AsBAA, a signatory to the Air Charter Safety Alliance, launched a joint initiative in 2020 to combat illegal charter, addressing a growing concern among members and industry. In 2021, AsBAA launched its Illegal Charter Task Force and Illegal Charter Reporting System, Asia’s first initiatives to directly address and combat the serious threats to air charter and the public that are often difficult to identify due to the use of deceptive and convoluted agreements. AsBAA began formally collecting and reporting suspected illegal charter to civil aviation authorities in August 2021. AsBAA’s initiative to combat illegal charter is supported by a sub-committee of legal advisors (led by global law firm HFW), partner associations, and members of the press.
AsBAA's Illegal Charter Task Force seeks to:
● Work with civil aviation authorities to provide guidance on identifying and steps to avoiding illegal operations
● Work with legislative bodies to better equip civil aviation authorities in combating this long-standing safety issue
● Educate members and the Public through campaigns and resources, such as with the "HFW and AsBAA Survey: Illegal Charter"
● Assist civil aviation authorities in enforcement through data collection and reporting
● Leverage existing data sources to help civil aviation authorities focus enforcement efforts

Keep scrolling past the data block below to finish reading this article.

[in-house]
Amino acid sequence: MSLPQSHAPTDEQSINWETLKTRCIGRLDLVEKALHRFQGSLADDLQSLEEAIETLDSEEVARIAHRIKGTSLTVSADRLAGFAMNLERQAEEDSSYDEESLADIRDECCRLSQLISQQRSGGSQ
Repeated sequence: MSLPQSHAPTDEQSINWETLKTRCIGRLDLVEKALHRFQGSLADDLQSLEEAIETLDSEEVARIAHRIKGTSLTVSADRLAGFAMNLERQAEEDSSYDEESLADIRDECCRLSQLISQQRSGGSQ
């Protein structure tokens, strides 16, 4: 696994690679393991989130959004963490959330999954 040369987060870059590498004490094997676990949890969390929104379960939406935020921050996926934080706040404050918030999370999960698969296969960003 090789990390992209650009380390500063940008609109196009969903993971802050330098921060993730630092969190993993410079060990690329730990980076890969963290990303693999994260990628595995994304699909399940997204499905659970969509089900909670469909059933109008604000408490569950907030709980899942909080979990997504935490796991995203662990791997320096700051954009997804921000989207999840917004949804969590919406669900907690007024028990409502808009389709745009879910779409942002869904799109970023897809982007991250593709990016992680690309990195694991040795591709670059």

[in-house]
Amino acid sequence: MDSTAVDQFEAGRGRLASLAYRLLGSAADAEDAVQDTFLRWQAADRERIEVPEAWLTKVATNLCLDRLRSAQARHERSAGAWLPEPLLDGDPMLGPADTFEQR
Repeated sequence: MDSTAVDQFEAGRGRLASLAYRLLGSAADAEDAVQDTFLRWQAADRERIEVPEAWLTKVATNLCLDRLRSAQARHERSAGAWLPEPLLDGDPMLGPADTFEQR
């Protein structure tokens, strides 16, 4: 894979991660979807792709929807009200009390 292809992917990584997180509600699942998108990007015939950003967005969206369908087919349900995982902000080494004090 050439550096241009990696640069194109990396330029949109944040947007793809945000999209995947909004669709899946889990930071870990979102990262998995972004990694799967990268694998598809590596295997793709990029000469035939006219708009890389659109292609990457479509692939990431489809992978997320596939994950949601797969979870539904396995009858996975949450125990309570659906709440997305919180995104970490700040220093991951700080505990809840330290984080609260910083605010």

● Help industry provide civil aviation authorities with illegal charter reports that provide more actionable data
What can you do?
If you believe you are chartering, verify the operator's legitimacy. Ask for copies of the air carrier certificate and for validation that your selected aircraft is authorized for charter use. If an operator is resistant to providing verification, you would be wise to consider another charter operator. When leasing an aircraft, recognize that you are assuming responsibility for all aspects of the flight. If the lessor is retaining responsibility, it may be an illegal charter.
Ensure you fully understand the requirements for legitimate leases (see, for example, advisory circular AC 91-37B for US-registered aircraft). If you consider placing your aircraft in a "leasing pool" or "leasing program," conduct an independent exam of the system to ensure you are not engaging in a disguised illegal charter system.
If you suspect illegal charter operation, please report it to the AsBAA Illegal Charter Reporting System. All reports are forwarded to the appropriate civil aviation authorities, assigned a case number, and proactively followed-up by AsBAA as needed. Educate your aircraft owners and customers on the risks posed by illegal charter schemes. Legal operators incur relatively high overhead costs to properly maintain the aircraft, train and test crewmembers, and stay compliant with regulations. In return, they accept the legal and financial risks for their operations. Ultimately the adage holds true—if a deal sounds too good to be true, it probably is.
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Credit to AsBAA's partner, the National Air Transportation Association (NATA), for their respective resources listed above.